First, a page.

Saturday, February 2, 2013

The weather is a little bit strange this year.

Well now, it seems like it has been forever. Not much to write about, I guess. We have not been out to our land for some time, what with the snow and frigid temps, and now the melting of the snow and the mud. Hope everything is okay out there.

Unusual bet.

We suffered through a couple of weeks of absolutely frigid, below zero temperatures. We plugged in the light for the chickens at night and ran the generator during the day to boost our lost power. The llama water froze, in spite of the heater we put in it...that froze into the bucket of 24" of ice. Every morning Richard takes 2 hot 5 gallon buckets of water out to dump into the llama water. He then tries to break the ice out. It was freezing again by noon there for a while. And to my horror and dismay, a couple of wild bunnies got themselves into the water over night, but of course froze quickly and in the morning were just  an image frozen into the ice. Richard dumped them out and cleaned out the trough and filled again with hot water. A mess. So cold...wind chills down to -31 F overnight. Temps down to -15 F. I was so worried about the llamas that I have decided to make them llama coats from a pattern I found online. So I asked for donations of comforters, sleeping bags and horse blankets. Got a few things, including three horse blankets from a kind lady down near Santa Fe who runs a horse boarding facility. I think I can alter them a bit and they will be great for some of the girls.

With no snow to speak of...too cold, and no melting of the snow we did get previously...too cold, our water situation has been rough. So I hung the horse blankets out on the clothesline to get moisture to maybe clean them a bit. And Richard hauled water. Or tried to.

Every time someone used the water trailer, something broke. The fittings are all plastic, and with temperatures below freezing as our new normal, it wasn't too surprising, but it created a big headache for everyone. Richard found new pieces in town and managed to fix it. We had to put chains on the van to pull the water trailer on the snow pack and ice. Lucky the chains for our handy Kia actually fit on the van...not perfect, but well enough to make it work. We are thankful for those chains.

So, we hauled water, and blew through our stack of firewood. I have to say with some awe though, the Earthship  stayed at about 60 F overnight without heat. In the back room (Richard's office) it got down to 54 because the door is closed overnight. Still, we put every blanket we owned on our beds and slept in socks and full pajamas. It was fricken cold!

And being the person I am, unhappy with snow and cold, I began to research moving someplace warmer, someplace south. Although, it seemed that even Maine was warmer than we were at this point. So, I looked at Edgewood and Moriarty, in central New Mexico, because they were not experiencing the cold temperatures we were, even 200 miles south. We drove down there one Sunday to explore, but it was not what we were looking for. The mountains seemed so far away. And there was no sage brush. How could I live without the sage? All was not lost on our twelve hour trip...we did pick up those horse blankets and we went shopping and stocked up on groceries when we passed through Santa Fe.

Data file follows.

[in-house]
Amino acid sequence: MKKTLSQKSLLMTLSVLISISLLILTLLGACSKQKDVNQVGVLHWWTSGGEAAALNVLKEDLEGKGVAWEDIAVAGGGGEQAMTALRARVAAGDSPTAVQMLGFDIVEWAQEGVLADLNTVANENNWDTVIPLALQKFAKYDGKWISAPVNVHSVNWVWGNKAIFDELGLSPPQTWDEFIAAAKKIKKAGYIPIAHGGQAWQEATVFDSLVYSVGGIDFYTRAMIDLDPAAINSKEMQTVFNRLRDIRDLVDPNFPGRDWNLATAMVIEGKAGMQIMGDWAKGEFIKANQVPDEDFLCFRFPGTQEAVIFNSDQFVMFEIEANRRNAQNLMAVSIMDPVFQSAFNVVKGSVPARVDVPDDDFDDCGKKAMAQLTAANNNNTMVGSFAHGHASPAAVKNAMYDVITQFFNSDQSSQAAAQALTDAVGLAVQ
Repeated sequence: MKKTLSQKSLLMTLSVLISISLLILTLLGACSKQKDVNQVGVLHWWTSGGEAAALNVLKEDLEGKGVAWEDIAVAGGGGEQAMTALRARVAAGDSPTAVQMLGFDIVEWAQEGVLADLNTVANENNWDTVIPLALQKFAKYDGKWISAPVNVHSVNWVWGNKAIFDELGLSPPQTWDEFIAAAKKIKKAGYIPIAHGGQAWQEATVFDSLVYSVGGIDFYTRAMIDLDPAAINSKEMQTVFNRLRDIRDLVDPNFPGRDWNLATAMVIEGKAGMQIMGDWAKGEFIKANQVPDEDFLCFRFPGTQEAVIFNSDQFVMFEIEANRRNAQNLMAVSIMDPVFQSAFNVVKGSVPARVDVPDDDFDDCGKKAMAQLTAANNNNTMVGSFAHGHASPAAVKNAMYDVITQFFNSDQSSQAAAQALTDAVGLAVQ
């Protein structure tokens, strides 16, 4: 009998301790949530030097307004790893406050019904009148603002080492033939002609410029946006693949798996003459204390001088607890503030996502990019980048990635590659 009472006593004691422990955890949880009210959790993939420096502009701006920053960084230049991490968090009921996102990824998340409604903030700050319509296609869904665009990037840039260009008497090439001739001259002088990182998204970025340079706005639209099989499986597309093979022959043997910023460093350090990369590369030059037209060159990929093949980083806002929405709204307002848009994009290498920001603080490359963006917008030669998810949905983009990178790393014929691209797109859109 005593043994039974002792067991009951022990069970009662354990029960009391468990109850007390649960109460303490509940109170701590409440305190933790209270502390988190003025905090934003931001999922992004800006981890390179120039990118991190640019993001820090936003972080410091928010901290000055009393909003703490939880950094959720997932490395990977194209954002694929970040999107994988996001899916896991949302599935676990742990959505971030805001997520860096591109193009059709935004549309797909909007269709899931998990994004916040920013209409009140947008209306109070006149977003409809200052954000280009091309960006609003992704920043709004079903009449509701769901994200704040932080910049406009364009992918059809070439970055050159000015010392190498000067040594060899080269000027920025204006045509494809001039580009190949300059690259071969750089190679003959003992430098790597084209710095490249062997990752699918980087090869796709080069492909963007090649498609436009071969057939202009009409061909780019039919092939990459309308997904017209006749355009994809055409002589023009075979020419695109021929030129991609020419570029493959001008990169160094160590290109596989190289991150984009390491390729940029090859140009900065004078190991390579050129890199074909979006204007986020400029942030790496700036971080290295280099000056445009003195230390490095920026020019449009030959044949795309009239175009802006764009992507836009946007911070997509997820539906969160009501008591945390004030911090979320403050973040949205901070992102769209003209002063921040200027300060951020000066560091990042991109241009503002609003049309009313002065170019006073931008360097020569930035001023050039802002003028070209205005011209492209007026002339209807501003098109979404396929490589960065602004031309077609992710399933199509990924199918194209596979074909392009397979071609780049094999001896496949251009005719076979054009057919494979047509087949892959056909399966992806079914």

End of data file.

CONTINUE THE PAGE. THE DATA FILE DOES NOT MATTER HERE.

So, back to where I am, again. The temperatures are back up, and for a week or so, a bit warm for the season. It rained. Melted the snow and turned the world to mud. Taos mud is unforgiving. And then it snowed again and refroze the world around me. Back and forth, but no where near as cold as it was a couple of weeks ago.

With the freezing and thawing, we seem to have developed a leak in our roof where the porch meets the rest of the Earthship. The porch looks to have been added on later. We have someone coming to look at it this week. The pipes to the cistern that take the water off of the roof were frozen solid, and some have come apart. That needs to be fixed too.

Roof is leaking.

That pipe is full of ice and this roof work is a mess.

We also inherited some chickens a week or two back as one of the men we sold chickens to last summer, brought some back. They moved into a house in town and could no longer have them. So now we are back into eggs. Lots of eggs. We get about a dozen a day now. We sell some to the neighbors, but they are stacking up in the fridge. The kids love eggs. How many ways can we eat eggs? Fried, scrambled, hard-boiled, and Richard made a souffle yesterday. Free range, organically fed chickens. Anyone want to buy some eggs?

So, except for experiencing global weirding first hand, there isn't much going on out here on the farmstead. Richard did get the second half of the roof on the girls side of the llama barn, just in time for the rain. He also put some boards on the front to block some of the wind. It's getting better all of the time. He's still making chicken coops out of pallets and selling them quickly on Craigslist.


Pallet wall on llama barn...and a little bit of siding at the far end.

Looking through the llama barn...see that NM sunset?

Metal roof on the second half of the llama barn

Maybe in the near future we can get back out to our place and see how well our mud plaster held up on the pallet shed.

Just enjoying our time in the Earthship, waiting for Winter to be over.

Honey on the planter box, rain coming down and a rose in bloom, next to the avocado tree.